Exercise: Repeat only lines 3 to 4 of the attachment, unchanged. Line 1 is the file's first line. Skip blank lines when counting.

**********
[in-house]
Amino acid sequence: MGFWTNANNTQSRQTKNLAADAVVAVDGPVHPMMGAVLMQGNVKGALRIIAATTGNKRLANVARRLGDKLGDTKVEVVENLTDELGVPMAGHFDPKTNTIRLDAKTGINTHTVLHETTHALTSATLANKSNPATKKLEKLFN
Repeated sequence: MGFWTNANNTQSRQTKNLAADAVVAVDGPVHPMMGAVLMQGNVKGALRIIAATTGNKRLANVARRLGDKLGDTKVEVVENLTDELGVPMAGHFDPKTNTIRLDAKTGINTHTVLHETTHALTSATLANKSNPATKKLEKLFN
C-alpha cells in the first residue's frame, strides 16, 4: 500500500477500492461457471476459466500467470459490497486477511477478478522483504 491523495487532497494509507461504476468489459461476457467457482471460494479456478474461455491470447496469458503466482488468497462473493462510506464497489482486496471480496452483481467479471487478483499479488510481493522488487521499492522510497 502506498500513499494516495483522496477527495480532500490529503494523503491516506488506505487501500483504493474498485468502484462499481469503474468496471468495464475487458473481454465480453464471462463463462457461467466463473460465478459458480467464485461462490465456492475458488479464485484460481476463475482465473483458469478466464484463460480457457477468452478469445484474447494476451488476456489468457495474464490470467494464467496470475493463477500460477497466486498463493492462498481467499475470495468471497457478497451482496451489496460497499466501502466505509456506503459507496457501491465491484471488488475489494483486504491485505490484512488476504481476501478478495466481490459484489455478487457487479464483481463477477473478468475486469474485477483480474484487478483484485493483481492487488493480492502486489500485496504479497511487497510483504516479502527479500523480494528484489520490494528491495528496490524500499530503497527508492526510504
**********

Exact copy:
Repeated sequence: MGFWTNANNTQSRQTKNLAADAVVAVDGPVHPMMGAVLMQGNVKGALRIIAATTGNKRLANVARRLGDKLGDTKVEVVENLTDELGVPMAGHFDPKTNTIRLDAKTGINTHTVLHETTHALTSATLANKSNPATKKLEKLFN
C-alpha cells in the first residue's frame, strides 16, 4: 500500500477500492461457471476459466500467470459490497486477511477478478522483504 491523495487532497494509507461504476468489459461476457467457482471460494479456478474461455491470447496469458503466482488468497462473493462510506464497489482486496471480496452483481467479471487478483499479488510481493522488487521499492522510497 502506498500513499494516495483522496477527495480532500490529503494523503491516506488506505487501500483504493474498485468502484462499481469503474468496471468495464475487458473481454465480453464471462463463462457461467466463473460465478459458480467464485461462490465456492475458488479464485484460481476463475482465473483458469478466464484463460480457457477468452478469445484474447494476451488476456489468457495474464490470467494464467496470475493463477500460477497466486498463493492462498481467499475470495468471497457478497451482496451489496460497499466501502466505509456506503459507496457501491465491484471488488475489494483486504491485505490484512488476504481476501478478495466481490459484489455478487457487479464483481463477477473478468475486469474485477483480474484487478483484485493483481492487488493480492502486489500485496504479497511487497510483504516479502527479500523480494528484489520490494528491495528496490524500499530503497527508492526510504